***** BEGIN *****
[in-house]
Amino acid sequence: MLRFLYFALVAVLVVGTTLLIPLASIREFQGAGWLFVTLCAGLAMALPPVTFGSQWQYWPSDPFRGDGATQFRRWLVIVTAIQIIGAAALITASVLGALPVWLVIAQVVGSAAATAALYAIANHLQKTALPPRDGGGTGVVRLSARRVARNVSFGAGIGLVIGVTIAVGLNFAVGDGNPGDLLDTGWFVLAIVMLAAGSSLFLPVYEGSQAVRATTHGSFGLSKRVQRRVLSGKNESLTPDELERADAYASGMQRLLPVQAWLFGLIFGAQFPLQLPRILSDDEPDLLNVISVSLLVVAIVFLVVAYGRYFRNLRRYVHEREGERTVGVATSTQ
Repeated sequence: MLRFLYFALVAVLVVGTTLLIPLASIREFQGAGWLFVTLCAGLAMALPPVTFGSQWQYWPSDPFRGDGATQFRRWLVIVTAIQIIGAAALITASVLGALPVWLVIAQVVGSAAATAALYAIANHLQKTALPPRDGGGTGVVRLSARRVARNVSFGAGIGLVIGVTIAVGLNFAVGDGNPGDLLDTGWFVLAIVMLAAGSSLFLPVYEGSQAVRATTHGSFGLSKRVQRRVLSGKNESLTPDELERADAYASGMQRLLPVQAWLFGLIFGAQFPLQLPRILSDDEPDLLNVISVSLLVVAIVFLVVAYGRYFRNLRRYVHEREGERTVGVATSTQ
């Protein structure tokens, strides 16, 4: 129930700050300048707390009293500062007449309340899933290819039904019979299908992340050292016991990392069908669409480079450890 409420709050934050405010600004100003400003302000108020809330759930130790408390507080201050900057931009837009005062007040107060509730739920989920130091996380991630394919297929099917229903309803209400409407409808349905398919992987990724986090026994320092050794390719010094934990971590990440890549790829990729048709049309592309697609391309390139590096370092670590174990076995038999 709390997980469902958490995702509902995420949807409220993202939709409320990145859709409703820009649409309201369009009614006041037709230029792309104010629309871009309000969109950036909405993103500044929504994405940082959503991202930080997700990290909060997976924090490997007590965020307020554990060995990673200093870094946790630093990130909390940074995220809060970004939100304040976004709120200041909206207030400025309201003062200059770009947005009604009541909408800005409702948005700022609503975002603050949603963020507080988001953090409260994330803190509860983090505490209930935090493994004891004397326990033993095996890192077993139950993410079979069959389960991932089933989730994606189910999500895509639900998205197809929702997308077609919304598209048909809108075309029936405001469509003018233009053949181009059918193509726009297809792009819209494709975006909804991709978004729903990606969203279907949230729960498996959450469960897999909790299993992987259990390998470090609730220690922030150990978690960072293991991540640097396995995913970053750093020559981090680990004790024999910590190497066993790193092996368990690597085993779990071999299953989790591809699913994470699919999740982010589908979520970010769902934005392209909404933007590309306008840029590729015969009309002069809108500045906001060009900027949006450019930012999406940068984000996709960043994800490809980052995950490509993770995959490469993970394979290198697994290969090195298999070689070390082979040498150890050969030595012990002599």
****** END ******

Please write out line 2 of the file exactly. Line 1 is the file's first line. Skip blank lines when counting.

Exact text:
Amino acid sequence: MLRFLYFALVAVLVVGTTLLIPLASIREFQGAGWLFVTLCAGLAMALPPVTFGSQWQYWPSDPFRGDGATQFRRWLVIVTAIQIIGAAALITASVLGALPVWLVIAQVVGSAAATAALYAIANHLQKTALPPRDGGGTGVVRLSARRVARNVSFGAGIGLVIGVTIAVGLNFAVGDGNPGDLLDTGWFVLAIVMLAAGSSLFLPVYEGSQAVRATTHGSFGLSKRVQRRVLSGKNESLTPDELERADAYASGMQRLLPVQAWLFGLIFGAQFPLQLPRILSDDEPDLLNVISVSLLVVAIVFLVVAYGRYFRNLRRYVHEREGERTVGVATSTQ